Farrier or ferrier? Which is correct?

I’ve always referred to the person who shod my horse as a “farrier” but over the years, I’ve seen several people write it as “ferrier.” At first, I thought it was an error. But, thinking like my grandfather (who had the largest dictionary I’ve ever seen in his office so you could check the etymology of words), I did a little research.

Photo from http://www.americanfarriers.com

It turns out that farrier (which is the current preferred English usage) evolved from the Middle French word “ferrier“, which meant blacksmith (back then, iron workers and blacksmiths were one and the same). Ferrier, in turn, evolved from the Latin word ferrarius which means “of iron”, which is from the Latin ferrum, “iron”.

Other spellings throughout the centuries have included ferrer and ferrour.



7 thoughts on “Farrier or ferrier? Which is correct?

  1. That’s good to know. I’ve always used “farrier” and I get ferrier mixed up with ferryman, as in someone who pilots a ferry over the water. I am surprised, though, how many people I run into who don’t know what I’m talking about when I mention my farrier. I always have to clarify by saying horseshoer. It’s all good though. Thanks for the word origin.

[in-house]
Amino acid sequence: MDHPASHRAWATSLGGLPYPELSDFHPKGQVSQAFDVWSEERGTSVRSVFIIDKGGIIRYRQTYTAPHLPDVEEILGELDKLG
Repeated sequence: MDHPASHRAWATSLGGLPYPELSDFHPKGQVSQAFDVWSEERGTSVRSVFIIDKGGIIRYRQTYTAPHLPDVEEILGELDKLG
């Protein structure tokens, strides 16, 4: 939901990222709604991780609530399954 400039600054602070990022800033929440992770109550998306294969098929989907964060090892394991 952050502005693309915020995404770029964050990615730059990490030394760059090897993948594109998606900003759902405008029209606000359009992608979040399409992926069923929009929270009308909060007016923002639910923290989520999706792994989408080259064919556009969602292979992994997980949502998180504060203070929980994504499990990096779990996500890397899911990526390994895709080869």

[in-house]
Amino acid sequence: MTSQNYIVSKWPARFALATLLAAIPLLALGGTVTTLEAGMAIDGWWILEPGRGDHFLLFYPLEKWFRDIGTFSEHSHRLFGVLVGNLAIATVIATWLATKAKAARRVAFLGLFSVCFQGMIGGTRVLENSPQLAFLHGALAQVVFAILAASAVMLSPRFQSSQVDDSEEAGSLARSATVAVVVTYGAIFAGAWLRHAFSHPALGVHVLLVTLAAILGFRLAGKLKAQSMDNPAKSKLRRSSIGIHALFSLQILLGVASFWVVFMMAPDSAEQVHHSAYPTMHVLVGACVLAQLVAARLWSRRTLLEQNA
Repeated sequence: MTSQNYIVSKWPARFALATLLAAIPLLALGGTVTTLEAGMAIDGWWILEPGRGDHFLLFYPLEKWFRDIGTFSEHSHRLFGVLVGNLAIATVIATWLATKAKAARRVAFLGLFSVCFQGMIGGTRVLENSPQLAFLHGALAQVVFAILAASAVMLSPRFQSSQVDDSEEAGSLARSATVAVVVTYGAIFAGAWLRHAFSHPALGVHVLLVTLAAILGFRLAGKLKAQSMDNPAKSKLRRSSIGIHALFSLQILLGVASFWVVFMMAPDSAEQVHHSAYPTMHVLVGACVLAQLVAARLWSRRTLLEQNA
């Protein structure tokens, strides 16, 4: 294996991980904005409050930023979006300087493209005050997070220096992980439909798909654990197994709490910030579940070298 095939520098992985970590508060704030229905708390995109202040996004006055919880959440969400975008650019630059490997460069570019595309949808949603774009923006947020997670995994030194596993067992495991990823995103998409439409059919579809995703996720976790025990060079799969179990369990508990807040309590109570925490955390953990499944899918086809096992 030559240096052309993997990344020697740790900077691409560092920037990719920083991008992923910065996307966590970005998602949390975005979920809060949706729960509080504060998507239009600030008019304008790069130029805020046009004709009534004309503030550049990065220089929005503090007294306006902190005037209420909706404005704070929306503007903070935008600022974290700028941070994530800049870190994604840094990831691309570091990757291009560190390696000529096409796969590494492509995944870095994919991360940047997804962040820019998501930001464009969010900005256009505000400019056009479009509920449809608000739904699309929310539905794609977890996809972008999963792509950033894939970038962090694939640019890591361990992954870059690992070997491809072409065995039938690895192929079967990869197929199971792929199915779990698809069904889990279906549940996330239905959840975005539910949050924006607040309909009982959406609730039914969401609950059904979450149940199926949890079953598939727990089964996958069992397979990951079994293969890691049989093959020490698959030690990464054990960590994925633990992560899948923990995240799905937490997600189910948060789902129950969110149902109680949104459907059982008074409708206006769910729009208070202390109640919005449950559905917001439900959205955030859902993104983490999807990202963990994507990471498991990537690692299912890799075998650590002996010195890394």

2. My grandfather had a true love of words and was always looking up the origins of words or phrases. It makes me think of him when I carry on the tradition.

    1. Actually, farriers shoe a horse. According to my etymology listing:
      “one who shoes horses,” from Middle French ferrier “blacksmith,” from Latin ferrarius “blacksmith,” noun use of adjective meaning “of iron,” from ferrum “iron” (in Medieval Latin, also “horseshoe”); see ferro-.

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